“Senator Neil Breslin wanted to celebrate and share the achievements of those businesses which substantially contribute to the economic vitality of their communities,” said Breslin’s Legislative Assistant Matthew Barron. “Over the past century, The Gorman Group has been under three generations of family members who have stayed true to their philosophy: That honest, professional and reliable work is good business.”
While at the State Capitol to advocate for more CHIPS (Consolidated Local Street and Highway Improvement Program) funding in early March, The Gorman Group — which touts itself as “The Best Damn Highway Construction / Materials Company on the Planet!” — also received a copy of a resolution drafted by Sen. Breslin (D-44) recognizing the company for its achievements and economic contribution over the last century.
In 1916, just a few years before the Great Depression, Albert and Walter Gorman founded their business at 45 Glen Ave. in North Troy. Consisting of an office and small two-bay shop, The Gorman Brothers established a solid customer base in the Capital Region, even as businesses around them were failing, and made it their goal to provide quality workmanship. In the early days, Gorman loaded emulsions through the Mobile Oil Terminal in the Port of Albany, NY. Eventually, Gorman sold their North Troy facilities and purchased a small building in the Port of Albany that was originally used as a guard shack during World War II. Over the years a large maintenance facility was built and the office was expanded to meet the growing business needs.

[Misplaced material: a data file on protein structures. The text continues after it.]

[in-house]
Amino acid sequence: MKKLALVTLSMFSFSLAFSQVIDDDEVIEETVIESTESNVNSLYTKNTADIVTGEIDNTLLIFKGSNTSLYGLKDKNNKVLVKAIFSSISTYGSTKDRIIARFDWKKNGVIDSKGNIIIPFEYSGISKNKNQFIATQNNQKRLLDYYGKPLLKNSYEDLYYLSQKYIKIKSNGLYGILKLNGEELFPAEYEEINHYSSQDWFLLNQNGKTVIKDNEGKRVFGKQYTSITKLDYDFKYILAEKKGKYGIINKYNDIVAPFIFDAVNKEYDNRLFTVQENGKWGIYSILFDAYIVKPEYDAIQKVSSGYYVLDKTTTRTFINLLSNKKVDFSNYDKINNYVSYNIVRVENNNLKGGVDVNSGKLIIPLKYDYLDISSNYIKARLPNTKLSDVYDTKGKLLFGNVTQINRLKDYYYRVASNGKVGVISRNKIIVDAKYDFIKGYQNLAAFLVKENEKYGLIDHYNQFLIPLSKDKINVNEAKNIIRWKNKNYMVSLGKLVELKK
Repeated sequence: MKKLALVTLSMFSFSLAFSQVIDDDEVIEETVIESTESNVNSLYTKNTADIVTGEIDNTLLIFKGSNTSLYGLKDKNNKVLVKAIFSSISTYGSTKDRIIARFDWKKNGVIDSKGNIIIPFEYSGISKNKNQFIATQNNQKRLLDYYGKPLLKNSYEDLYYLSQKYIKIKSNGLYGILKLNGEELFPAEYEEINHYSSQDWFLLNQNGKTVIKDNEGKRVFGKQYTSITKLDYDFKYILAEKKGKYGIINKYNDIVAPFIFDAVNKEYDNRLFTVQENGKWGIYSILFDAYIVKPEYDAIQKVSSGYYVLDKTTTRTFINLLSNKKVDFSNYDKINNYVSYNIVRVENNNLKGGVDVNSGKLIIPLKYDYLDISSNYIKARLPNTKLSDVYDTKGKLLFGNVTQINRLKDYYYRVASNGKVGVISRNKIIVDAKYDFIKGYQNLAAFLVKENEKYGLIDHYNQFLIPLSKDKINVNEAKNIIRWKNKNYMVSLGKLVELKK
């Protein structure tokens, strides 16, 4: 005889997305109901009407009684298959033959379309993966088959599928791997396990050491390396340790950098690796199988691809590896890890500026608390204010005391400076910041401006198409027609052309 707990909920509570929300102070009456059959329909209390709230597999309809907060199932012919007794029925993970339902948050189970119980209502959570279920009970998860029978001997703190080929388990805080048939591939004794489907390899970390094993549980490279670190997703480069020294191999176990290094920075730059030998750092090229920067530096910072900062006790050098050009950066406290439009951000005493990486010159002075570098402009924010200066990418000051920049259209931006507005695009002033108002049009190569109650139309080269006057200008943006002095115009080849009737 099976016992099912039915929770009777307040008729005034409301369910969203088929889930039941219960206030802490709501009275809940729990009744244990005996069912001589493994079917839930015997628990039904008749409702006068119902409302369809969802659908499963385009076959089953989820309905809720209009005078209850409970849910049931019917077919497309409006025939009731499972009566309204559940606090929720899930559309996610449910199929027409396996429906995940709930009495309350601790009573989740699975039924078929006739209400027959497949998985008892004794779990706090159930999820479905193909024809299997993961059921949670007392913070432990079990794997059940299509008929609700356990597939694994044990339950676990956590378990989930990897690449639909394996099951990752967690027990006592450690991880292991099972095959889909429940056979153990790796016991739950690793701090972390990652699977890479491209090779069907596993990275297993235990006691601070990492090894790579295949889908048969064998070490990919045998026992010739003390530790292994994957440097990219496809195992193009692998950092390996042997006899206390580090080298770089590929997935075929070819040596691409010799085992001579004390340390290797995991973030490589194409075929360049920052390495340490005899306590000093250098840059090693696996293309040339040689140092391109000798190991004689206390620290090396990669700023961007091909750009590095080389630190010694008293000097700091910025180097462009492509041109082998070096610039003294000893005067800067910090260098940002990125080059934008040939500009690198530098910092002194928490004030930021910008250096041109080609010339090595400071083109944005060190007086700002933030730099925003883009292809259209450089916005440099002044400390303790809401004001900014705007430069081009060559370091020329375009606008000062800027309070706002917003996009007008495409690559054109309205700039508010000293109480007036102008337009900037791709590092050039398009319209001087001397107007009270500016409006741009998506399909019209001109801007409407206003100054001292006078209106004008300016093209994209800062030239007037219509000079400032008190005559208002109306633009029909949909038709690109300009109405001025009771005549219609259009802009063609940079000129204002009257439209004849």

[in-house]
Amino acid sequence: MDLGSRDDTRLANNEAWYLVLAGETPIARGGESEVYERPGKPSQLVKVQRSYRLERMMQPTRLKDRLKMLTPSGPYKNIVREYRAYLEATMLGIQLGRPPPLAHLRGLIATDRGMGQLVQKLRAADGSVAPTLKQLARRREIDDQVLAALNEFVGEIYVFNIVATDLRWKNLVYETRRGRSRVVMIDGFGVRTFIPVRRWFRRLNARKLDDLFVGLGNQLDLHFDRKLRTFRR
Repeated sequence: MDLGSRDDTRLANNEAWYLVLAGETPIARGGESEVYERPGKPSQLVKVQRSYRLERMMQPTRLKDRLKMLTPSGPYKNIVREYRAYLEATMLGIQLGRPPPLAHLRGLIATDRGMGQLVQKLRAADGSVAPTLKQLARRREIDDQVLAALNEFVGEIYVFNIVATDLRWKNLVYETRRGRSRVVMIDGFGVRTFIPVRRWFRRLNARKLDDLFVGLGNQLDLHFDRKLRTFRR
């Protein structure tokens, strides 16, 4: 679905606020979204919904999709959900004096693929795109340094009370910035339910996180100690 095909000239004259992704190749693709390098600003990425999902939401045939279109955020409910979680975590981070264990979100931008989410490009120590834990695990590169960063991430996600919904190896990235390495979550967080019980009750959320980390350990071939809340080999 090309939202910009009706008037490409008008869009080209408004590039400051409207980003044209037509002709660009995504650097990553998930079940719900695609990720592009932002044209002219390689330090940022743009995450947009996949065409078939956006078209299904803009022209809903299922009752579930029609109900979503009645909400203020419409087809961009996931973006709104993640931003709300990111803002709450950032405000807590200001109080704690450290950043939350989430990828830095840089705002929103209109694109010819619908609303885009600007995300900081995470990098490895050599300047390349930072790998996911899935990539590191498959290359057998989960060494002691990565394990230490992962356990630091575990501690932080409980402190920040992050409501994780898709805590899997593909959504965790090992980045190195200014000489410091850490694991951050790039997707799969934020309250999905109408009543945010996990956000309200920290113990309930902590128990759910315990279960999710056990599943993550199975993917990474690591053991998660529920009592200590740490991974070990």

From that small shop in North Troy, The Gorman Group has evolved into a multi-faceted company. In addition to applying asphalt aggregate mixes, the company continues to pioneer new pavement technologies and green processes. After three generations, The Gorman Group provides products and services to over 750 municipalities throughout New York, New England, and the Mid-Atlantic states.
Proving that there is still room to improve after nearly 100 years in business, The Gorman Group implemented a new process for the upkeep and repair of equipment that saved the company $500,000 a year in 2013, and slashed the percentage of employee hours spent on emergency — from more than 33 percent to 1.6 percent. Mark Gorman told Better Roads magazine in October 2013, “The difference is night and day. We are much more professional with how we handle equipment.”